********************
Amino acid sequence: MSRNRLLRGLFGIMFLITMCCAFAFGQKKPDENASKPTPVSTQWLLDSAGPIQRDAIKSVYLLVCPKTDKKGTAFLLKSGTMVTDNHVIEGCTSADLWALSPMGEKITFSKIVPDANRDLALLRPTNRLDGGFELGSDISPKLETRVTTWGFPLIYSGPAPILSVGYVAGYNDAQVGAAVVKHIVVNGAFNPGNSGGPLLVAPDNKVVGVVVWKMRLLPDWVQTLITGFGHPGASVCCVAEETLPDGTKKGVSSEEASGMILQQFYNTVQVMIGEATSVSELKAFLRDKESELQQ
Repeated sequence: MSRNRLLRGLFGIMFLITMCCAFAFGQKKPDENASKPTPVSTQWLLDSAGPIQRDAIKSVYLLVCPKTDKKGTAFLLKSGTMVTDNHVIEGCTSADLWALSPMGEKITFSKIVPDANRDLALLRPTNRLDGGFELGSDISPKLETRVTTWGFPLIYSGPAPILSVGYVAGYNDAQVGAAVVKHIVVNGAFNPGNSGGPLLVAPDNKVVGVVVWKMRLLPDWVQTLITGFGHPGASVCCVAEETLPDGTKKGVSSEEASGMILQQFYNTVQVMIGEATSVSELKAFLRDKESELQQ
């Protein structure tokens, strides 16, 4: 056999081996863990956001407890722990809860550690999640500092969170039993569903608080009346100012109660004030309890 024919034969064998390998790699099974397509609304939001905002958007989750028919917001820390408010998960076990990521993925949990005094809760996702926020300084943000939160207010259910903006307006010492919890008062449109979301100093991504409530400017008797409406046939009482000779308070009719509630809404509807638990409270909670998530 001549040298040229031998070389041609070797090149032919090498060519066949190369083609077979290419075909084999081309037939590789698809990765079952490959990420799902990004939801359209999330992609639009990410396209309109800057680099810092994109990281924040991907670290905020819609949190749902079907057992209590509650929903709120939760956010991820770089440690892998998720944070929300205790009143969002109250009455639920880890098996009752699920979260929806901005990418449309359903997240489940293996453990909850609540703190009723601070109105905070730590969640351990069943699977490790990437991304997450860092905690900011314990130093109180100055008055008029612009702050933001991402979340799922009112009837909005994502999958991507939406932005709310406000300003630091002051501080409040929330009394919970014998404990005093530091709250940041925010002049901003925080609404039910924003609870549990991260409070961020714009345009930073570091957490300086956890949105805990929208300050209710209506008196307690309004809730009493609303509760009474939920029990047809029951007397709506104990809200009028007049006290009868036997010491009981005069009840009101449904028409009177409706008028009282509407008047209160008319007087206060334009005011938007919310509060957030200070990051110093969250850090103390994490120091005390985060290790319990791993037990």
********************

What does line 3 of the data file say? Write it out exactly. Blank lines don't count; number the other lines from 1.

């Protein structure tokens, strides 16, 4: 056999081996863990956001407890722990809860550690999640500092969170039993569903608080009346100012109660004030309890 024919034969064998390998790699099974397509609304939001905002958007989750028919917001820390408010998960076990990521993925949990005094809760996702926020300084943000939160207010259910903006307006010492919890008062449109979301100093991504409530400017008797409406046939009482000779308070009719509630809404509807638990409270909670998530 001549040298040229031998070389041609070797090149032919090498060519066949190369083609077979290419075909084999081309037939590789698809990765079952490959990420799902990004939801359209999330992609639009990410396209309109800057680099810092994109990281924040991907670290905020819609949190749902079907057992209590509650929903709120939760956010991820770089440690892998998720944070929300205790009143969002109250009455639920880890098996009752699920979260929806901005990418449309359903997240489940293996453990909850609540703190009723601070109105905070730590969640351990069943699977490790990437991304997450860092905690900011314990130093109180100055008055008029612009702050933001991402979340799922009112009837909005994502999958991507939406932005709310406000300003630091002051501080409040929330009394919970014998404990005093530091709250940041925010002049901003925080609404039910924003609870549990991260409070961020714009345009930073570091957490300086956890949105805990929208300050209710209506008196307690309004809730009493609303509760009474939920029990047809029951007397709506104990809200009028007049006290009868036997010491009981005069009840009101449904028409009177409706008028009282509407008047209160008319007087206060334009005011938007919310509060957030200070990051110093969250850090103390994490120091005390985060290790319990791993037990």